Finally, Hill mixes up language quite beautifully in the show, working with various fluencies, disfluencies and poetic 'mysticism' that belong to various characters.  My only quibble was with the three diviners (like contemporary 'weird sisters') in that they seemed a little bit too much like lost Grateful Deadheads for my taste, though that may have been intentional.  Perhaps because I liked some of the language they spoke I wished they had a little more specificity in their delivery.  This is also because the other characters all had quite defined, sharp roles, with names like Madison, Franklin, Hamilton (yes the names of Presidents and Founding Fathers - two of whom were played by women of color - also a nice touch to move out of the SWM cliche).  The diviners have great names (Geist, Bann and Modell) and wonderful descriptions in the program but listening to them in the moment watching it was hard to differentiate).

Another slight issue I had was with the energy level of the cast as a whole at the beginning of the piece, which seemed low (it was Superbowl Sunday and a small audience, which could definitely have affected this).  However, as the show gained momentum, and especially when the lovely actor Sam Erenberger showed up as Miss Lee Lightfoot ('biohacker & genius'), the energy level and tension raised.

The able cast also included Josephine Cashman as Ms. B. Minor (the eternally loyal second in command), Rokia L. Shearin as Madison (half human, half technology - done very well, btw), Christian Toth as Hamilton (rich but not that kind of rich guy), Michael Jefferson as Mr. Horseback (skeevy 'hip' corporate guy), Gyda Arber as Miss Sybille (in charge of the three 'diviners'), Lindsey Carter, Joy Song and Anna Stefanic as the three diviners and the MBAs from Harvard: Nicholas Miles Newton (creepy loyal), Kirk (described in program as 'a tool') and Tony (professionally annoying, cynical guy).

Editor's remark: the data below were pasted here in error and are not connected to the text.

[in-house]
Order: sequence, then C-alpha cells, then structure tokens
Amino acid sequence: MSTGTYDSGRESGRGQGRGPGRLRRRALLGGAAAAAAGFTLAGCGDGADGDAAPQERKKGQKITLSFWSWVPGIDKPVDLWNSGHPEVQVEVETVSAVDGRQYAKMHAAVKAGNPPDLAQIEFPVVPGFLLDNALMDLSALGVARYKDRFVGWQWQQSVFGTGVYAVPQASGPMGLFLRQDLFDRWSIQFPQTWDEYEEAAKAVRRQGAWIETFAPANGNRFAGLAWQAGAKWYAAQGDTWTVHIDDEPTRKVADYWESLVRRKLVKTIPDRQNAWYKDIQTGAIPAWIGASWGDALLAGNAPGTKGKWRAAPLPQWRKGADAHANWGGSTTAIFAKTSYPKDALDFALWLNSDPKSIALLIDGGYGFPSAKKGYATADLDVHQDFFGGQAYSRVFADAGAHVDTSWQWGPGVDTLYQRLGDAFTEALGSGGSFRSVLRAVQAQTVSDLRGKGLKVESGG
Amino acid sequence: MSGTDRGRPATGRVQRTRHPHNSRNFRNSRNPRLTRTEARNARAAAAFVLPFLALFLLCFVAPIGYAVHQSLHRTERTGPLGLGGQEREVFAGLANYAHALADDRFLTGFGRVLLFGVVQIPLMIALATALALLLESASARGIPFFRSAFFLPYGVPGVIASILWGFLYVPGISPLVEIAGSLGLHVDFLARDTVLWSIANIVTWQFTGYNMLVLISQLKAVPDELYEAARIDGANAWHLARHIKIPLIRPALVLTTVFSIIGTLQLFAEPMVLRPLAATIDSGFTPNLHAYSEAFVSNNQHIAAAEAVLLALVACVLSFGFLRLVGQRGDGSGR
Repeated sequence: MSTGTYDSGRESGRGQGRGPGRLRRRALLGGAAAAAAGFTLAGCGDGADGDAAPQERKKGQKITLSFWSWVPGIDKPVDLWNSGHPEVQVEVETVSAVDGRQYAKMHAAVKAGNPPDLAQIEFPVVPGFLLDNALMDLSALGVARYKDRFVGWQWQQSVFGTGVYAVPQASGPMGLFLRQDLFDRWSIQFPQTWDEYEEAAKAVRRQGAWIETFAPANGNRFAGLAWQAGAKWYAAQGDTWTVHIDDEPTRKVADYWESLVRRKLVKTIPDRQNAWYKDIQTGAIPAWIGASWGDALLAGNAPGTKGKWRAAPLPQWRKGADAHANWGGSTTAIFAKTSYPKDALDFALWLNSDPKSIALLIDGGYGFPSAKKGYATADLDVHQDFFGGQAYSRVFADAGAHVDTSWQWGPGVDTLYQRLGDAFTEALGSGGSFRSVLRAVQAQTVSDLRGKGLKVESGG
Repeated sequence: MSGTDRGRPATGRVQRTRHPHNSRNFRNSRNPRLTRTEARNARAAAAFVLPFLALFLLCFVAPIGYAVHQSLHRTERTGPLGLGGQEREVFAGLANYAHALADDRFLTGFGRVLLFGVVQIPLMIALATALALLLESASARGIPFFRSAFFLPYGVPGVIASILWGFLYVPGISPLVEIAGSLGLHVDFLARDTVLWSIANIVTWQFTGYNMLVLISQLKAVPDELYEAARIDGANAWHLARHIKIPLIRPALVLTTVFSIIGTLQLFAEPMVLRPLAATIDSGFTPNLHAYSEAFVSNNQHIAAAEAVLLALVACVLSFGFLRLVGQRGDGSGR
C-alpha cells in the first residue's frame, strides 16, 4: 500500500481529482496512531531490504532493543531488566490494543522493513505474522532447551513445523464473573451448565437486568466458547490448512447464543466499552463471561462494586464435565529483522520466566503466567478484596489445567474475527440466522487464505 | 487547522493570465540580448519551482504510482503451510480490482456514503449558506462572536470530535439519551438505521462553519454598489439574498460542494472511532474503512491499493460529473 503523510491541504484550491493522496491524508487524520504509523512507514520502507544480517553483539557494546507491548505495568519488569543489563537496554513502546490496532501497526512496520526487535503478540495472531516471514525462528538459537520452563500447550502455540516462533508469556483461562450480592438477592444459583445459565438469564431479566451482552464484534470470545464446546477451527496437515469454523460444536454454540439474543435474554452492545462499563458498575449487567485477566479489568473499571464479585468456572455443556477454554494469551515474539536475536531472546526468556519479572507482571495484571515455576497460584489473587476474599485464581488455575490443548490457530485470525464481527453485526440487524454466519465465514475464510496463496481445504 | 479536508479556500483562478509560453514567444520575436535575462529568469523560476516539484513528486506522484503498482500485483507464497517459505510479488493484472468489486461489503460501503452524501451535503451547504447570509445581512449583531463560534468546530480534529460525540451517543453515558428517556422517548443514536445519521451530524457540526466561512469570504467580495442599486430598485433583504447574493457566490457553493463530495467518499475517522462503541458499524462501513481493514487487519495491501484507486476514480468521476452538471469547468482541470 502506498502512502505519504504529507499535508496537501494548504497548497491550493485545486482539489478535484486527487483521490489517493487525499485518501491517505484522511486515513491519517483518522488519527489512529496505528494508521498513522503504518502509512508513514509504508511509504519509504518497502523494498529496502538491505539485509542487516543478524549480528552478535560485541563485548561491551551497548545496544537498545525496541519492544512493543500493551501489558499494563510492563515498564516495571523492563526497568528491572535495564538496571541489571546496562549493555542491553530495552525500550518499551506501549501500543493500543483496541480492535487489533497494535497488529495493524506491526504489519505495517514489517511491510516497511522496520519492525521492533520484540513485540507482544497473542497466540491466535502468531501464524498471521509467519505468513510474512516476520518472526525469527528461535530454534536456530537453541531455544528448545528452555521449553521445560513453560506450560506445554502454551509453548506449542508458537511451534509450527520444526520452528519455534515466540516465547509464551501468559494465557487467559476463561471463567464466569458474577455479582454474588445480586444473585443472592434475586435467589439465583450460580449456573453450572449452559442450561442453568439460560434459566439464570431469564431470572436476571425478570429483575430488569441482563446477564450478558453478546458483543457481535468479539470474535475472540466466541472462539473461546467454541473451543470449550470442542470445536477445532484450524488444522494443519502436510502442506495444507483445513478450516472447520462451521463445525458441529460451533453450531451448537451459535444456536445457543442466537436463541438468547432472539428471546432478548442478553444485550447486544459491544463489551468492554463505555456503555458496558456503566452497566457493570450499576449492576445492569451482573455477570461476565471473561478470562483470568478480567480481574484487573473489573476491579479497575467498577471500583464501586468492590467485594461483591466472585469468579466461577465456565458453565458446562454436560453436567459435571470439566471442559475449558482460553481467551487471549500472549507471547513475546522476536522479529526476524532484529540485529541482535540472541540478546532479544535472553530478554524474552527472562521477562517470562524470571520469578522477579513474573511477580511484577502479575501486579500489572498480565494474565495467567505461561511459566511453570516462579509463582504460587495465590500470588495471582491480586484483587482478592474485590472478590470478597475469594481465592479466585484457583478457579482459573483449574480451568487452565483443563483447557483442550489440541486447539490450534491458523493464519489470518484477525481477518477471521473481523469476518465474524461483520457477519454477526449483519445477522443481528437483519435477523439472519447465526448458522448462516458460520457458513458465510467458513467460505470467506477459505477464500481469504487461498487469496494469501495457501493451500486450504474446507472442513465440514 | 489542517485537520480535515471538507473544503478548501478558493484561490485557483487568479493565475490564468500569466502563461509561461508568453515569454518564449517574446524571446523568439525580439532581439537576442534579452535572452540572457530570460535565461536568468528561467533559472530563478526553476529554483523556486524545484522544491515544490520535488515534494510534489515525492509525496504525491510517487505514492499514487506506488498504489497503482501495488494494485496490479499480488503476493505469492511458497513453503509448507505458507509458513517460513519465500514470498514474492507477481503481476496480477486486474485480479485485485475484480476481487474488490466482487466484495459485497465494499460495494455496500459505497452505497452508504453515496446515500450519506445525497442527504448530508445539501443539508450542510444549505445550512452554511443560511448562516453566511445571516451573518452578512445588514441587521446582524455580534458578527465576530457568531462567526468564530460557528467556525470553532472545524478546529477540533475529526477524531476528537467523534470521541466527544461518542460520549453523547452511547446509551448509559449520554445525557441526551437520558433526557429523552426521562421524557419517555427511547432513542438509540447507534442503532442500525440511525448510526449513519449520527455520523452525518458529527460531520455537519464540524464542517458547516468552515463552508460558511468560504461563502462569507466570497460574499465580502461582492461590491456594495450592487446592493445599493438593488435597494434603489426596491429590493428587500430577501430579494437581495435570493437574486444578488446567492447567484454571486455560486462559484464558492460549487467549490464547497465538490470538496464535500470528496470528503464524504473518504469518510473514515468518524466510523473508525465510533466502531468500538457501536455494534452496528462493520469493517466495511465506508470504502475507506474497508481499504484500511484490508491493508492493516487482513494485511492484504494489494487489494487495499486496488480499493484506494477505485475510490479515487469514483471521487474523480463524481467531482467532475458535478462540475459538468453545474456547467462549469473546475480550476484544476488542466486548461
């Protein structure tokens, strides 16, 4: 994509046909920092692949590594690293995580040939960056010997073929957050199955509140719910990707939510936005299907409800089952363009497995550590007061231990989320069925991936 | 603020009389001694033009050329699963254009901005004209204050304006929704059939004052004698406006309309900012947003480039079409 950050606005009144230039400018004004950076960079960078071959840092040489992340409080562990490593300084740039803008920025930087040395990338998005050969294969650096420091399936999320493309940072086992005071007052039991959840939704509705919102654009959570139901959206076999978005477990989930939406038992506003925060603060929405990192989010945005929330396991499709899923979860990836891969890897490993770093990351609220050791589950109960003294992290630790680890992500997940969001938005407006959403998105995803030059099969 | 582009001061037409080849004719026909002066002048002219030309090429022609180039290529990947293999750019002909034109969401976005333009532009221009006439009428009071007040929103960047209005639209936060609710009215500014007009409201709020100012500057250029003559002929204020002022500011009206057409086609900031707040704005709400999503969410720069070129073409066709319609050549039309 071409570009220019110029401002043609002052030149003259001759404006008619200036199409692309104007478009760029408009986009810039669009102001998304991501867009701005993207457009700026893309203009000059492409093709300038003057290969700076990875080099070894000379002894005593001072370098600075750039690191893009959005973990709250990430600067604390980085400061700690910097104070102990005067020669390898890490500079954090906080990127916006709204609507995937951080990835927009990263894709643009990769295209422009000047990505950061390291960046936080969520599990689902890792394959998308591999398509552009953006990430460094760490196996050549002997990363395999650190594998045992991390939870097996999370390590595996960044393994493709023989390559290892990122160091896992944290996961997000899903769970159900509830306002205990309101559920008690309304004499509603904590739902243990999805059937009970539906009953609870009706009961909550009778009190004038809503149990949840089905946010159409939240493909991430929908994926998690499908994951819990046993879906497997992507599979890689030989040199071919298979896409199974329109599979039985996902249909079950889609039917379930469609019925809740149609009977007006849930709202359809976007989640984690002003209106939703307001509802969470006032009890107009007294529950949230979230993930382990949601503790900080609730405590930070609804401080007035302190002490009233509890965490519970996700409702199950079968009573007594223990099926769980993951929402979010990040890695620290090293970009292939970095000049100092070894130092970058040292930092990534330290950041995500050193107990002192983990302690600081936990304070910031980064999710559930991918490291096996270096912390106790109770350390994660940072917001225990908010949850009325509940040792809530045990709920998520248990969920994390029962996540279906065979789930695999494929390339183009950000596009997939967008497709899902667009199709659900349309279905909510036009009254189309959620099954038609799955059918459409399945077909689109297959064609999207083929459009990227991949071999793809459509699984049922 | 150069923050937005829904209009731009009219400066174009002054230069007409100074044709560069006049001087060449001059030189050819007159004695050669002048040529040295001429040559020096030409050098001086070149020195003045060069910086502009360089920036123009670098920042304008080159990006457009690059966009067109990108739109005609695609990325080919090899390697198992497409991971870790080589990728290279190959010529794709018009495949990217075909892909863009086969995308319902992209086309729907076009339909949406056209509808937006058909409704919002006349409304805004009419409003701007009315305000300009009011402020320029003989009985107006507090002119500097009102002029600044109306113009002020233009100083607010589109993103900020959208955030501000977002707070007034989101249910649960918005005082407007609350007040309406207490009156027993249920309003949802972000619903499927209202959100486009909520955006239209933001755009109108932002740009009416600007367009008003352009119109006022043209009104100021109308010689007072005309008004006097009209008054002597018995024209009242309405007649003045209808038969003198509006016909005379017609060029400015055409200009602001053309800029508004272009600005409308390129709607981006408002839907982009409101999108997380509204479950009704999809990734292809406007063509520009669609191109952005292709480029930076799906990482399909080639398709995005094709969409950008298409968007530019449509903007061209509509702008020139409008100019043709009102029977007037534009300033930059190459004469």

Go check it out, you don't have many days left, and it's a rarity to see committed, intellectual theater these days with a philosophical-political soul that doesn't apologize with winks and nudges.

***

One quick observation in relation to teaching - the same day as the NYPD ran into an 18 year old's house and shot him dead in the Bronx (a kid who could easily have been one of my students at BCC), in my class we had been talking about communication.  In one class the sample encounter we discussed, at the students' suggestion was between a student and a police officer.  The issue of fear came up and how dangerous that is on both sides.  I turn on the news later that day and this 18-year old, unarmed has been shot to death after being chased into his own home.  I was horrified.  You can read the story here.

These are the moments I feel like: WTF am I doing?  What am I teaching?  How am I supposed to teach these kids knowing what they face day to day.  I do my best.  They do their best.  But the odds against them are just mind-boggling.  So, like if you have a moment and believe in that kind of thing, spare a thought, a prayer, a well-wish to my students.

I know, too, from other local folks that my students, the ones that make it to BCC are the way-lucky, way-successful ones.  My rage at the inequality of our economic and educational system really knows no limit right about now.  This sense is exacerbated by my time in UK, because I saw the same thing there, and I feel like I want to run down the streets screaming sometimes.  It's probably time to go find the Occupy Wall Street people again and start marching before my head explodes.

Meanwhile, time to get some sleep and hope I can not get this cold full strength.